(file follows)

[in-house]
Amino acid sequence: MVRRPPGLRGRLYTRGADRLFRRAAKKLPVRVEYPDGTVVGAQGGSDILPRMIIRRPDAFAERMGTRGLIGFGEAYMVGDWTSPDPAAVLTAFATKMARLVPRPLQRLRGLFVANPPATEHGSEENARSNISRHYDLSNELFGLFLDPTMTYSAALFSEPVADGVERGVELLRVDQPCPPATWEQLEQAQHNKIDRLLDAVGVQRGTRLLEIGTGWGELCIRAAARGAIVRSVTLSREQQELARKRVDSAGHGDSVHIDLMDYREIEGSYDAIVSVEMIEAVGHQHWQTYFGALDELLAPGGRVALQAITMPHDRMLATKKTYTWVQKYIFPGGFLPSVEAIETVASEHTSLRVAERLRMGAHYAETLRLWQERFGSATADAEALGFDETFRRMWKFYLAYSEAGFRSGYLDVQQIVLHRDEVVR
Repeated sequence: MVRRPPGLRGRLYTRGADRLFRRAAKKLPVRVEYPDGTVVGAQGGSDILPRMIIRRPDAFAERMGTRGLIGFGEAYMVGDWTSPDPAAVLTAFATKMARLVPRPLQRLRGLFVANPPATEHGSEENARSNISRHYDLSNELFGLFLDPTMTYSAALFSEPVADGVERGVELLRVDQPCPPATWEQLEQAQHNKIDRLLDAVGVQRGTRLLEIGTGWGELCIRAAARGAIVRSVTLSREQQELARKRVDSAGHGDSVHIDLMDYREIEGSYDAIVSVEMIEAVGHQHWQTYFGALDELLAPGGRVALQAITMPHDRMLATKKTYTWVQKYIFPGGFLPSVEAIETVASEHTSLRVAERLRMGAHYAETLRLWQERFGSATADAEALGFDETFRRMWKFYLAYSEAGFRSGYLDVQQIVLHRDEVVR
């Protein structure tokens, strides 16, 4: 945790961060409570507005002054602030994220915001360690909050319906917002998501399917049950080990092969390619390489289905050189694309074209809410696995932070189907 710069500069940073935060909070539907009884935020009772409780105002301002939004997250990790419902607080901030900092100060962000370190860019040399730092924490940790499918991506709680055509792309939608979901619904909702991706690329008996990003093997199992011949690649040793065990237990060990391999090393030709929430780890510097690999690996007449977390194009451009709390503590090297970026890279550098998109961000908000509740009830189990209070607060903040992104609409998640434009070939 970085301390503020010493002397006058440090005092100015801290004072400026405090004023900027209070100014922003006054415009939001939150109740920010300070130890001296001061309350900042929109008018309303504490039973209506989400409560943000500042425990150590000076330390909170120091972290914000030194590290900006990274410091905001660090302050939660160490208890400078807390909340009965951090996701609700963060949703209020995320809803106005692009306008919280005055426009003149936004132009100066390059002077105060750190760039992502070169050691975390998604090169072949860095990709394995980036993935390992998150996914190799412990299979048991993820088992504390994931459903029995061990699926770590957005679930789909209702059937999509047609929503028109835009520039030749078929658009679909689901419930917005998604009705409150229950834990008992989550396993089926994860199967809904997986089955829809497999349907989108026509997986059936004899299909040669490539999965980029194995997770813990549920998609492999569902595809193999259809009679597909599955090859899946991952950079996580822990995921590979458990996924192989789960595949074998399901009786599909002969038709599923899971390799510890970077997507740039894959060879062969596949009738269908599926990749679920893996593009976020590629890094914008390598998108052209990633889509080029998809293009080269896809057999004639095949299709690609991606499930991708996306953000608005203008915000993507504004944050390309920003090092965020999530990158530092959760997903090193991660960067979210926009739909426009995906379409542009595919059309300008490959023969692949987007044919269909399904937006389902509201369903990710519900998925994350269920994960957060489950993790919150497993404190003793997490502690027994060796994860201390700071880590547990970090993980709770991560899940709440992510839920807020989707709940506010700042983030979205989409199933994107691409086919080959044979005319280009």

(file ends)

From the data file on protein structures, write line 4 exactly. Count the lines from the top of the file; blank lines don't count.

């Protein structure tokens, strides 16, 4: 945790961060409570507005002054602030994220915001360690909050319906917002998501399917049950080990092969390619390489289905050189694309074209809410696995932070189907 710069500069940073935060909070539907009884935020009772409780105002301002939004997250990790419902607080901030900092100060962000370190860019040399730092924490940790499918991506709680055509792309939608979901619904909702991706690329008996990003093997199992011949690649040793065990237990060990391999090393030709929430780890510097690999690996007449977390194009451009709390503590090297970026890279550098998109961000908000509740009830189990209070607060903040992104609409998640434009070939 970085301390503020010493002397006058440090005092100015801290004072400026405090004023900027209070100014922003006054415009939001939150109740920010300070130890001296001061309350900042929109008018309303504490039973209506989400409560943000500042425990150590000076330390909170120091972290914000030194590290900006990274410091905001660090302050939660160490208890400078807390909340009965951090996701609700963060949703209020995320809803106005692009306008919280005055426009003149936004132009100066390059002077105060750190760039992502070169050691975390998604090169072949860095990709394995980036993935390992998150996914190799412990299979048991993820088992504390994931459903029995061990699926770590957005679930789909209702059937999509047609929503028109835009520039030749078929658009679909689901419930917005998604009705409150229950834990008992989550396993089926994860199967809904997986089955829809497999349907989108026509997986059936004899299909040669490539999965980029194995997770813990549920998609492999569902595809193999259809009679597909599955090859899946991952950079996580822990995921590979458990996924192989789960595949074998399901009786599909002969038709599923899971390799510890970077997507740039894959060879062969596949009738269908599926990749679920893996593009976020590629890094914008390598998108052209990633889509080029998809293009080269896809057999004639095949299709690609991606499930991708996306953000608005203008915000993507504004944050390309920003090092965020999530990158530092959760997903090193991660960067979210926009739909426009995906379409542009595919059309300008490959023969692949987007044919269909399904937006389902509201369903990710519900998925994350269920994960957060489950993790919150497993404190003793997490502690027994060796994860201390700071880590547990970090993980709770991560899940709440992510839920807020989707709940506010700042983030979205989409199933994107691409086919080959044979005319280009």